11. Hey guys, I'm a newbie, but Theo Rock Nazz is NOT. Check out this video I did of him when he was heat-treating a blade I've seen him craft for months. It's at night in his own forge in the snow, it's kind of badass but not as much as he. Watch him and the energy he puts into his art, listen to the commentary he gives:
  12. Here is the start(midway)building of a Heat Treating / Burnout Oven(for lost wax casting wax burnouts) I'm building. 14" x 14" x 17-1/2" tall inside. This will have 4 heating elements. Grooves made with a standard wood router and a template. The temp will be controlled by a PID digital controller w/ ramping step option. More pictures to come.
  13. Having a problem with the working end of my tools not seeming hard enough. When I push a file accross the end, it wants to bite more than skip, and when put into hot work use, they don't seem to hold their edge for too long. A few more details; I let the tool soak in my forge at an orange, non magnetic temp before plunging into a water quench and use a map gas torch on the non business end to run the colors before quenching again. I have been told that placing the tool in a 400 degree oven for 1 hour afterwards helps, but I didn't think it was necessary. Is this a question of letting the colo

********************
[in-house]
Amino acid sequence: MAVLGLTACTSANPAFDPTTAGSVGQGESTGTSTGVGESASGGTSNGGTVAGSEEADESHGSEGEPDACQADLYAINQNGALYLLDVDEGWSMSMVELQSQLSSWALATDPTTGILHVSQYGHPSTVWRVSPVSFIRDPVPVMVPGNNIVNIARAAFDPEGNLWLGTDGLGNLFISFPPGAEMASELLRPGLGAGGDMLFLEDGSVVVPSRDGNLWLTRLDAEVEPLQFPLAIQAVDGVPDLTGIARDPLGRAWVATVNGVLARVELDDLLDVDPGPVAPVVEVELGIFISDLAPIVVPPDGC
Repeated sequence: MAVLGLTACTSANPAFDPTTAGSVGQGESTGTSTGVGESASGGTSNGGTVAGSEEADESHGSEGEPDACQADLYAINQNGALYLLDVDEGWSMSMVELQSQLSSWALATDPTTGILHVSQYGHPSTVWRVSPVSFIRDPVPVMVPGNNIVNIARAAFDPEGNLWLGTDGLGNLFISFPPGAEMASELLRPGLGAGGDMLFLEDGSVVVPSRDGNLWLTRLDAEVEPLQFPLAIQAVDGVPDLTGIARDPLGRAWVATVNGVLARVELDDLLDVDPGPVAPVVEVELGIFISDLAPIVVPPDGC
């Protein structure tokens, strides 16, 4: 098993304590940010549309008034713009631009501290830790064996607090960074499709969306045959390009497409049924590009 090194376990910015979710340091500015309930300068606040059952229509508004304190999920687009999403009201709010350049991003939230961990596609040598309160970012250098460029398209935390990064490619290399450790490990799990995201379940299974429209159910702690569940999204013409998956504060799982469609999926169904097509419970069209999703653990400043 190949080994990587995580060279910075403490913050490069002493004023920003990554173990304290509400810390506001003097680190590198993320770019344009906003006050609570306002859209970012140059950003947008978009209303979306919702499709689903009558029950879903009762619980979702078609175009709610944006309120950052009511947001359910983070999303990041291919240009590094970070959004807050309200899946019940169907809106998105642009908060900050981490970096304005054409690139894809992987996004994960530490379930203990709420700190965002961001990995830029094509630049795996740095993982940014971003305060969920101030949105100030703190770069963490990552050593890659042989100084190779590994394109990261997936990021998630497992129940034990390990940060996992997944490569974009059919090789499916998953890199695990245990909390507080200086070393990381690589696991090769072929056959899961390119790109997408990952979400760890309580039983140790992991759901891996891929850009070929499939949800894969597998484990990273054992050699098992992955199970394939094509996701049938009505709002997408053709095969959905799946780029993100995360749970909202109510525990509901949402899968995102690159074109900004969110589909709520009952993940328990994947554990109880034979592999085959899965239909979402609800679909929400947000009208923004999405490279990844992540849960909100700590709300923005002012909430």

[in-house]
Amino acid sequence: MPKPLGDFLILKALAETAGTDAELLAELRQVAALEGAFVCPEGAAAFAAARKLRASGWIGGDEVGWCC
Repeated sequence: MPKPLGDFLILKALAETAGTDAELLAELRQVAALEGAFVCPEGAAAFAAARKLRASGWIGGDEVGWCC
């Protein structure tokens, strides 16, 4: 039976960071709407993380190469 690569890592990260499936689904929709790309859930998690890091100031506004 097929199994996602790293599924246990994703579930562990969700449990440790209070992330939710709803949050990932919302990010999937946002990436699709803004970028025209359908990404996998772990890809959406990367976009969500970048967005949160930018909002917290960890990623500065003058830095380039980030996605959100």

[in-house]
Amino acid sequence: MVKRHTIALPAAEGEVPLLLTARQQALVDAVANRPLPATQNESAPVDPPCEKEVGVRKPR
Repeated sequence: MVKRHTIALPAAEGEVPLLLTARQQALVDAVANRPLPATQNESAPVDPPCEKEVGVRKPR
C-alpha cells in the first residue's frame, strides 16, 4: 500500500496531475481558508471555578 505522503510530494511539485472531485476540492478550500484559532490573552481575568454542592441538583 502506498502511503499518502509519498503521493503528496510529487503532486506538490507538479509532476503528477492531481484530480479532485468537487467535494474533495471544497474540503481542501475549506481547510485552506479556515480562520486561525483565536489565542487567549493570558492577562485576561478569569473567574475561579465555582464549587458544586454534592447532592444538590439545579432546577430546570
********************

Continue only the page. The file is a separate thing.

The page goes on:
14. I'm trying to harden and temper a tomahawk made from a ball peen hammer head. I have no idea when or from what the head was made from. I assume tool steel, definetely carbon steel. It was heavily rusted when I rescued it. I don't have an original picture but I have a couple after the first session. I annealed it and want to get it back to at least it's original hardness. I'm not sure what temp or how long to oven temper it. I'm considering a coal forge tempering and quench. Do you quench when you bring a piece out of the oven when tempering? I've been reading a little on this but I hav
  15. In the months that i've been actively smithing, ive come acros a rumor that i would like to resolve. A few people that i know have told me that when you burn coke hot enough, it will add carbon content to a piece of steel. Is there any truth to this? or is it just a rumor?
  16. Hello all, This is my first real post, and it starts with a problem. Today I snapped a knife blade in half. A friend asked for a filet knife so I forged one as thin as I could get it. I am using a propane/firebrick forge. The steel was car leaf spring steel. I forged the blade. Normalized it twice. Heated it to bright orange, quenched it in motor oil once. Out of the motor oil the blade warped a small amount. I then polished the blade up some, and put it in a toaster oven at 400F for an hour. Once it was finished, I put it back into the oven for 425F for another hour. I began polishin